Big Ag wins big in California


Depending on who you listen too, sweeping water-related legislation recently enacted in California is either a solution to the states water conflicts, a recipe for increased conflict and the domination of corporate water brokers, or a partial step forward that will succeed or fail depending on future legislative and administrative actions.

Here’s how Lester Snow, director of the California Department of Water Resources, described the package of bills and the $11.14 billion water bond needed to fund them:
           “This package represents a new approach for California---total water resource management, including conservation, water recycling, habitat restoration, water storage and many other water management actions….. This package represents a significant shift in water management that will serve as a platform to address 21st century water needs.”

Others – including the California Water Impact Network (C-WIN) – believe that the legislation and bond package is a step backward for California Water Management. They believe the legislation could ultimately make it possible for powerful Southern California agricultural and development interests to grab more of Northern California’s water by building new reservoirs in the north and a large new canal to by-pass the Sacramento-San Joaquin Delta. Here’s an excerpt from a C-WIN letter to legislators about the package of bills which has now passed into law: 
            “C-WIN firmly believes that California has enough water to meet all its needs. California does not have enough water to continue wasteful and unreasonable uses that harm public trust resources and compromise our state’s agricultural, economic, and environmental future. There is no real surplus water anywhere in northern California to fill a Peripheral Canal, even if it is built.” (emphasis is from the original)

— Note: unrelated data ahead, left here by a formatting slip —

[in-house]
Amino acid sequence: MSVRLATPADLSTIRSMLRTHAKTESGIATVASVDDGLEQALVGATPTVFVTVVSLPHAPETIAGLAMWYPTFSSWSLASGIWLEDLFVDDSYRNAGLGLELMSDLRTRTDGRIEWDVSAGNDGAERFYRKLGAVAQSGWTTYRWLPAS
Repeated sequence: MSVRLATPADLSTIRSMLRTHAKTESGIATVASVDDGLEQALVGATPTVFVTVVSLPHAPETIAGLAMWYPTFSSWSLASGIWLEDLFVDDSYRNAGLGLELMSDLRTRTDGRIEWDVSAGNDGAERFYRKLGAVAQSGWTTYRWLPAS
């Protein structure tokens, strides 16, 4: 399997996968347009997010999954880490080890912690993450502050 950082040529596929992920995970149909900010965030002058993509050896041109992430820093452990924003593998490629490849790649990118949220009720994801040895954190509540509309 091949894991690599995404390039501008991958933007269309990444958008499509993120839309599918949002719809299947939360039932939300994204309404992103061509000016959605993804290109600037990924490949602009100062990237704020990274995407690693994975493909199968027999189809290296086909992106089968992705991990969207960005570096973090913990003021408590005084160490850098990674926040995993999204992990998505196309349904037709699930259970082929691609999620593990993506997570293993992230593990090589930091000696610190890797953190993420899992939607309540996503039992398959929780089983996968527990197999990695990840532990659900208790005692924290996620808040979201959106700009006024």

C-WIN’s concerns that the legislation will facilitate renewed efforts to divert more Northern California water south have been echoed in the Klamath River Basin where the Hoopa Tribe and others battled for years to restore some of the water previously diverted South in order to restore the Trinity River, the Klamath’s largest tributary. Part of the funds for removal of four Klamath River dams is included in the $11.14 billion bond package which will go to voters in 2010. However, some Klamath watchers fear that construction of new dams and reservoirs and the Peripheral Canal will result in renewed efforts by powerful agricultural and development interests to divert Klamath River water south

The package of bills contains a call for a 20% reduction in urban water use but contains no similar goals for agriculture. Agriculture currently consumes 80% of California’s water supply and numerous studies indicate that substantial water savings are possible in the agricultural sector. Irrigation interests, however, have resisted meaningful water conservation. By controlling more water these farm corporations will be in a stronger position to earn income as water brokers. It is the potential for substantial water savings in the agricultural sector which leads C-WIN and others to suggest that new dams, storage reservoirs and canals are not needed.